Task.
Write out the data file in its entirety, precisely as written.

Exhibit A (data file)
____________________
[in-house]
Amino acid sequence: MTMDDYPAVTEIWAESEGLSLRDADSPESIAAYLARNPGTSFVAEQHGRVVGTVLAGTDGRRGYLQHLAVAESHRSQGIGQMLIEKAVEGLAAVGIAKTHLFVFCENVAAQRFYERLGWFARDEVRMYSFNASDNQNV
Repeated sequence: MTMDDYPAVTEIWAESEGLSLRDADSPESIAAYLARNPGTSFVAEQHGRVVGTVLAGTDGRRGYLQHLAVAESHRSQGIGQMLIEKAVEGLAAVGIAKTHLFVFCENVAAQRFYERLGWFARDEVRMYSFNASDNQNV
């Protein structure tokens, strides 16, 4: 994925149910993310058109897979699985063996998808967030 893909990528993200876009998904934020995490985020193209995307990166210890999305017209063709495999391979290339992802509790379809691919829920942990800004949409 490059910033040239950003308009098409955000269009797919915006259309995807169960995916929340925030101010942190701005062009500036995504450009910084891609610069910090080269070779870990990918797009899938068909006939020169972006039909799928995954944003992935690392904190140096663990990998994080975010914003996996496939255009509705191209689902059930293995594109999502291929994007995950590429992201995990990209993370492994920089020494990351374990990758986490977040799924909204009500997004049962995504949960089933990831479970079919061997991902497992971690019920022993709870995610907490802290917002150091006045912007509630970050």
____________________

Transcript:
[in-house]
Amino acid sequence: MTMDDYPAVTEIWAESEGLSLRDADSPESIAAYLARNPGTSFVAEQHGRVVGTVLAGTDGRRGYLQHLAVAESHRSQGIGQMLIEKAVEGLAAVGIAKTHLFVFCENVAAQRFYERLGWFARDEVRMYSFNASDNQNV
Repeated sequence: MTMDDYPAVTEIWAESEGLSLRDADSPESIAAYLARNPGTSFVAEQHGRVVGTVLAGTDGRRGYLQHLAVAESHRSQGIGQMLIEKAVEGLAAVGIAKTHLFVFCENVAAQRFYERLGWFARDEVRMYSFNASDNQNV
């Protein structure tokens, strides 16, 4: 994925149910993310058109897979699985063996998808967030 893909990528993200876009998904934020995490985020193209995307990166210890999305017209063709495999391979290339992802509790379809691919829920942990800004949409 490059910033040239950003308009098409955000269009797919915006259309995807169960995916929340925030101010942190701005062009500036995504450009910084891609610069910090080269070779870990990918797009899938068909006939020169972006039909799928995954944003992935690392904190140096663990990998994080975010914003996996496939255009509705191209689902059930293995594109999502291929994007995950590429992201995990990209993370492994920089020494990351374990990758986490977040799924909204009500997004049962995504949960089933990831479970079919061997991902497992971690019920022993709870995610907490802290917002150091006045912007509630970050």